On the job for 6 decades

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Nora Morant
Nora Morant

Over the past 63 years, 11 presidents have come and gone, wars have been won and lost, and the long-term care industry has experienced a roller-coaster of changes. But one thing has remained consistent: Nora Morant has served residents at Charles Morris Nursing and Rehabilitation Center of the Jewish Association on Aging.

A linen aide, Morant was the winner of LeadingAge's “longest tenured employee” contest, clocking in with 63 years of service at the Pittsburgh facility. Kass Nice, a dietary technician with Living Branches in Lansdale, PA, came in second with 52 years, while tying for third with 50 years each were Barbara Best, a certified nursing aide from Francis E. Parker Memorial Home in New Jersey, and Patricia Trexler, a licensed practical nurse from Lutheran Home at Topton in Pennsylvania. All were recognized at the organization's October conference.

One of six children, Morant says she had a happy childhood in which her mother, a seamstress, “made everything and she grew everything.” 

“We had to make our school clothes,” she says. “There was no BS'ing with her — if we didn't do it right, she'd rip it out.”

She went with her sister to the nursing home in 1949 in what she describes as a conspiracy between her mother and sister to help Morant find a job. 

“I couldn't say no,” she says, recalling that she promised that she would give it an earnest try. Soon, she became one of the few people trusted to clean the chandelier. Work on various floors followed. At the time, the nursing home had a number of Orthodox residents, and it was an era when all residents were addressed more formally, by courtesy title and last name. “They told you, ‘You must give them that respect,'” she remembers.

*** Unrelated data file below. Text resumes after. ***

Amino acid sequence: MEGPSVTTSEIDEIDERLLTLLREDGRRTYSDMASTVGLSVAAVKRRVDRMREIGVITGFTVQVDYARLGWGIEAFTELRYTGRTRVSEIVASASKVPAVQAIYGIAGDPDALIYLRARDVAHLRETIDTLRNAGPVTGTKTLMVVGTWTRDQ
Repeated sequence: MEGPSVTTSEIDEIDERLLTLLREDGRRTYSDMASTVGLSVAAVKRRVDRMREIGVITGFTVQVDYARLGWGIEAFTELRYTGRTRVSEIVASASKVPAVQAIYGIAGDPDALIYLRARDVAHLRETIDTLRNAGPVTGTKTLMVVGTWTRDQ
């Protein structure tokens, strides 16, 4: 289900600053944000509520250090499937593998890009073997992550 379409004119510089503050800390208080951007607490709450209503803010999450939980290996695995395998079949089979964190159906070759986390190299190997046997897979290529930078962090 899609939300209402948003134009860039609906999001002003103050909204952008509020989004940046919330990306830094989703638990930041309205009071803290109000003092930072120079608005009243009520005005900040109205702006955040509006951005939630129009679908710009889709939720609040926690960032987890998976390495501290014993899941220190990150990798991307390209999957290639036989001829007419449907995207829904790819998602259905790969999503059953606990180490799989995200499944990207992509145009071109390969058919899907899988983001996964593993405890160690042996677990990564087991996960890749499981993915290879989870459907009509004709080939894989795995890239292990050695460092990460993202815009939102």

Morant left her parents' house when she was 39 and moved in with a roommate. She continued to work in the laundry department. Morant worked without being part of a union until 1970; eventually, she served as its president for two decades.

“I really enjoy it here, I look at them as my family,” she says.

Human Resources Director Linda Fehl says Morant has high expectations of herself and those around her.

“She never calls off; she is always on time. She holds her workers accountable,” Fehl says. “Nora keeps us on task. She's the first one to go to the administration to get something fixed.” 

Morant says she has worked hard to help fellow employees “clean up their acts.” She has been a “great mentor,” says Mary Bray, a food and nutrition worker who joined the home's staff  in 1986.

“She's still got me under her wing. We've come a long way,” Bray adds.

Morant, now 80, is still working, although she says she is planning to retire soon.  “I'm not going to work forever,” she explains.

She travels frequently, including to Las Vegas, California and Hawaii, and often visits her one remaining sister. But, in recognition of where she received her award at the LeadingAge national convention, she names Denver as a high point.

“This trip has been wonderful,” she says. 




Begins work in August at what is then known as the Jewish Home and Hospital in Pittsburgh, which later becomes the Riverview Nursing Home


Charles Morris Nursing and Rehabilitation Center replaces Riverview, debuts new building

August 2012

Steps down as union local chapter president after
20-plus years

October 2012

Honored at LeadingAge annual meeting as its “longest tenured employee” in long-term care

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